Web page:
Amyloids, abnormal fibrillar aggregates of proteins, are associated with various disorders such as Alzheimer's disease. Therefore, an in-depth understanding of the mechanisms of amyloid formation is critical for developing clinical strategies and drugs against these diseases. However, accumulating evidence suggests that amyloid formation processes and the consequent morphology of fibrils can be af

1h

As many as six billion Earth-like planets in our galaxy, according to new estimates

To be considered Earth-like, a planet must be rocky, roughly Earth-sized and orbiting Sun-like (G-type) stars. It also has to orbit in the habitable zones of its star—the range of distances from a star in which a rocky planet could host liquid water, and potentially life, on its surface.

1h

Understanding water-repellent enzymes

The ability of some molecules, such as fatty or oily molecules, to repel water is known as hydrophobicity. The opposite, water attracting, is hydrophilicity. The hydrophobic force that keeps water molecules at bay is one of the most fundamental of chemical interactions, but it is not only about why oil and water do not mix, it lies at the heart of how the proteins, the molecular machinery of our c

1h

This Is How Democracy Dies

In a hushed courtroom, with only litigants, their lawyers, and three other journalists present, a judge convicted the Philippine journalist Maria Ressa for an article she did not write, edit, or supervise, of a crime that hadn't even existed when the story was published. In sentencing Maria and the story's author, Reynaldo Santos Jr., to a jail term of six months to six years, Judge Rainelda Esta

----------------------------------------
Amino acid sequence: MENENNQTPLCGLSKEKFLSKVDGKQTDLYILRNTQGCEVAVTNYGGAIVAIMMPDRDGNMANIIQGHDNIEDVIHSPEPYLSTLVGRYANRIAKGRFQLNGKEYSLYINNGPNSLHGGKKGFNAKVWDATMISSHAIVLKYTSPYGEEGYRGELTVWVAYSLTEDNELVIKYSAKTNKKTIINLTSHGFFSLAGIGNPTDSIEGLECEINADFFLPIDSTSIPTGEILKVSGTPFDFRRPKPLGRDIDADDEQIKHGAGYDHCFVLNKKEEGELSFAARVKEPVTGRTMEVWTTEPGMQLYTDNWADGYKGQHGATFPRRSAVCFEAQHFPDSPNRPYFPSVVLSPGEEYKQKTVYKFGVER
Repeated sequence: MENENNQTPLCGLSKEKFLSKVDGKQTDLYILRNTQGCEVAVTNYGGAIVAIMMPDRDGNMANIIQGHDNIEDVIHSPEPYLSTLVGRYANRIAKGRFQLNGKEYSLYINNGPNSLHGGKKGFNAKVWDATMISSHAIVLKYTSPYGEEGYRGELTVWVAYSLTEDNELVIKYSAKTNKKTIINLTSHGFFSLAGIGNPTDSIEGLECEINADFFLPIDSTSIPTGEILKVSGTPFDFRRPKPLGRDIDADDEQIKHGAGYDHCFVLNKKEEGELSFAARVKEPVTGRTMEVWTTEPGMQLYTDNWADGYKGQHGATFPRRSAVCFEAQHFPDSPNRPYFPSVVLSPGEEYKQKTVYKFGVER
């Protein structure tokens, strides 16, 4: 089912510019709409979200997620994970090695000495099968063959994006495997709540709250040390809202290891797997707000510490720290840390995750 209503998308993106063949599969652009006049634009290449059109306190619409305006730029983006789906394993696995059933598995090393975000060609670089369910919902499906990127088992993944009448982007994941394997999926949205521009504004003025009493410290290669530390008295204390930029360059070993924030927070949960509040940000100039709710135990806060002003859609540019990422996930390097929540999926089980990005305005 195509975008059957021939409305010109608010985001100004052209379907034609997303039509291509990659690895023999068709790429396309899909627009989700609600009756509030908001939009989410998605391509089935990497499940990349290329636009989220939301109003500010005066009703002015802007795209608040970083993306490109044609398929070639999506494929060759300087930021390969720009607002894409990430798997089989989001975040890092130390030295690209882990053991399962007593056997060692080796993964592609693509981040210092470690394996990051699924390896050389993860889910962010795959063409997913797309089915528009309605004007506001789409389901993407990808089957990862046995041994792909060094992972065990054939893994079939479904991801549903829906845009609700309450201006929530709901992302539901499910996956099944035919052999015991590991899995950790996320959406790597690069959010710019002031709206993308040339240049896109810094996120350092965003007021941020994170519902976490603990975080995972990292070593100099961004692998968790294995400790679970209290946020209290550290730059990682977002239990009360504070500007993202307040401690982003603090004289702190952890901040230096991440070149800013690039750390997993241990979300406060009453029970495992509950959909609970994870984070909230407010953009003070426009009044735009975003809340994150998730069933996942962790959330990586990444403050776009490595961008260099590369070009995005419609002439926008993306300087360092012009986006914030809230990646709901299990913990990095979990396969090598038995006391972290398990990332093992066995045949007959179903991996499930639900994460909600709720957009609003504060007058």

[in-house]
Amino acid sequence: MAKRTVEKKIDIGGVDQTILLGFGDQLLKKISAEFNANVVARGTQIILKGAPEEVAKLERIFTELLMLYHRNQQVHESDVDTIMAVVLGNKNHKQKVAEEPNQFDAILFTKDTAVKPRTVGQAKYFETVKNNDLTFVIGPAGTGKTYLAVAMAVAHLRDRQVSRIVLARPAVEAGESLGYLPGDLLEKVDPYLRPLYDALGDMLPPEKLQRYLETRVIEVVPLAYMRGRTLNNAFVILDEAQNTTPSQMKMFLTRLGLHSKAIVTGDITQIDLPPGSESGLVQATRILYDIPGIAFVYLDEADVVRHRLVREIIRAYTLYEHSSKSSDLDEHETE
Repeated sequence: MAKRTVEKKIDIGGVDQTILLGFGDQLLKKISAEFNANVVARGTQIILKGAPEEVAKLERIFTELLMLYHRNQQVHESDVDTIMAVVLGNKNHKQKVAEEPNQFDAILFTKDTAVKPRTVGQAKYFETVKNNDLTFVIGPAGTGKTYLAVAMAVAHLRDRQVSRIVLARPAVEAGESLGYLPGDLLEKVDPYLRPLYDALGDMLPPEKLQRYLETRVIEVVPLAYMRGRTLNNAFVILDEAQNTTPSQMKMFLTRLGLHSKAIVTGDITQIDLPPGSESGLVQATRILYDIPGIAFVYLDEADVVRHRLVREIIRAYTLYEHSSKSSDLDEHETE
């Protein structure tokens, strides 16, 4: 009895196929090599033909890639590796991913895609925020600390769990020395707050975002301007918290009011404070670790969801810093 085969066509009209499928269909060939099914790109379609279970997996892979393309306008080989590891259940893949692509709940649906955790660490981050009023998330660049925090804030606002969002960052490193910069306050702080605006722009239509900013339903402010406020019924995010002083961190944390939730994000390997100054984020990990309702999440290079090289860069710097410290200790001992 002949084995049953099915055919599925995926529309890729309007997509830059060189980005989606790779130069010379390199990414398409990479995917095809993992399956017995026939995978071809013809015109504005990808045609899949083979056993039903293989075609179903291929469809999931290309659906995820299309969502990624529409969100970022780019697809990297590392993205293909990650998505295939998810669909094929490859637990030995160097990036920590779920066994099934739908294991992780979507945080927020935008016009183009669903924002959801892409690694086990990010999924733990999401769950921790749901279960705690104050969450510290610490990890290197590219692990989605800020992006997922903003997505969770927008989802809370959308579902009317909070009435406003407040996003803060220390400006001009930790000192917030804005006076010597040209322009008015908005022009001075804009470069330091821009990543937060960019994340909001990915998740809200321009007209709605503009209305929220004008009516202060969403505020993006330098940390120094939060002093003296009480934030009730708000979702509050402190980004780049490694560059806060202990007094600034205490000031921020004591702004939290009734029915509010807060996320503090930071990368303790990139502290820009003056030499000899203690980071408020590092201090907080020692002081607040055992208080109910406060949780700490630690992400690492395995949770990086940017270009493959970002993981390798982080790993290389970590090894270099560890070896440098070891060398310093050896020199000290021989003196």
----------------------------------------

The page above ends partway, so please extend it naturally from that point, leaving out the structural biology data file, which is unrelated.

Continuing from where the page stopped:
1h

It Didn't Have to Be Like This

W hen President Donald Trump took office in 2017, he pointed to "mothers and children trapped in poverty in our inner cities; rusted-out factories scattered like tombstones across the landscape of our nation," and vowed to end this "American carnage." From now on, he said, "every decision on trade, on taxes, on immigration, on foreign affairs will be made to benefit American workers and American

1h

A question of trust: should bosses be able to spy on workers, even when they work from home?

Anyone familiar with George Orwell's novel 1984 will relate to the menace of Big Brother watching their every keystroke and mouse click. For a growing share of the workforce that dystopian reality arrived while most of us were hunkering down in our "bubbles".

1h

Supergiant atmosphere of Antares revealed by radio telescopes

An international team of astronomers has created the most detailed map yet of the atmosphere of the red supergiant star Antares. The unprecedented sensitivity and resolution of both the Atacama Large Millimeter/submillimeter Array (ALMA) and the National Science Foundation's Karl G. Jansky Very Large Array (VLA) revealed the size and temperature of Antares' atmosphere from just above the star's su

1h

Tomography studies of coins shed light on the history of Volga Bulgaria

Kazan Federal University, Joint Institute for Nuclear Research (Dubna, Russia), and Khalikov Institute of Archeology (Tatarstan Academy of Sciences, Kazan, Russia) are working together to study the physical properties of the coins found on the territory of former Volga Bulgaria.

1h

As many as six billion Earth-like planets in our galaxy, according to new estimates